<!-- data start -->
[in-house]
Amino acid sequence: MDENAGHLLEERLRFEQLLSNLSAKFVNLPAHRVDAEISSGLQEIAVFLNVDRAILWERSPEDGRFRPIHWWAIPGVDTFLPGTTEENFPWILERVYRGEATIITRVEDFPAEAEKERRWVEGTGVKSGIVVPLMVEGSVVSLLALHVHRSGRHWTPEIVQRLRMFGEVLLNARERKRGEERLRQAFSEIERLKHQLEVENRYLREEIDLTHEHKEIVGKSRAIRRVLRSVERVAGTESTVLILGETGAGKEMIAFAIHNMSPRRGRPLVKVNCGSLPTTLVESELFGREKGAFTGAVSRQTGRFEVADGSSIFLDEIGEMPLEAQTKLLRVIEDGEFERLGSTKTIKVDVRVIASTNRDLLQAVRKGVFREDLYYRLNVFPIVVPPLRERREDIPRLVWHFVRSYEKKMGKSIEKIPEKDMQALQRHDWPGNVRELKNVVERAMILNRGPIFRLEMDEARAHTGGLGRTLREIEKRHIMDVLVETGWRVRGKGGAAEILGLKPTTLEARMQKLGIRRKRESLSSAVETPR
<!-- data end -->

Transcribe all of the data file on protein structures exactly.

[in-house]
Amino acid sequence: MDENAGHLLEERLRFEQLLSNLSAKFVNLPAHRVDAEISSGLQEIAVFLNVDRAILWERSPEDGRFRPIHWWAIPGVDTFLPGTTEENFPWILERVYRGEATIITRVEDFPAEAEKERRWVEGTGVKSGIVVPLMVEGSVVSLLALHVHRSGRHWTPEIVQRLRMFGEVLLNARERKRGEERLRQAFSEIERLKHQLEVENRYLREEIDLTHEHKEIVGKSRAIRRVLRSVERVAGTESTVLILGETGAGKEMIAFAIHNMSPRRGRPLVKVNCGSLPTTLVESELFGREKGAFTGAVSRQTGRFEVADGSSIFLDEIGEMPLEAQTKLLRVIEDGEFERLGSTKTIKVDVRVIASTNRDLLQAVRKGVFREDLYYRLNVFPIVVPPLRERREDIPRLVWHFVRSYEKKMGKSIEKIPEKDMQALQRHDWPGNVRELKNVVERAMILNRGPIFRLEMDEARAHTGGLGRTLREIEKRHIMDVLVETGWRVRGKGGAAEILGLKPTTLEARMQKLGIRRKRESLSSAVETPR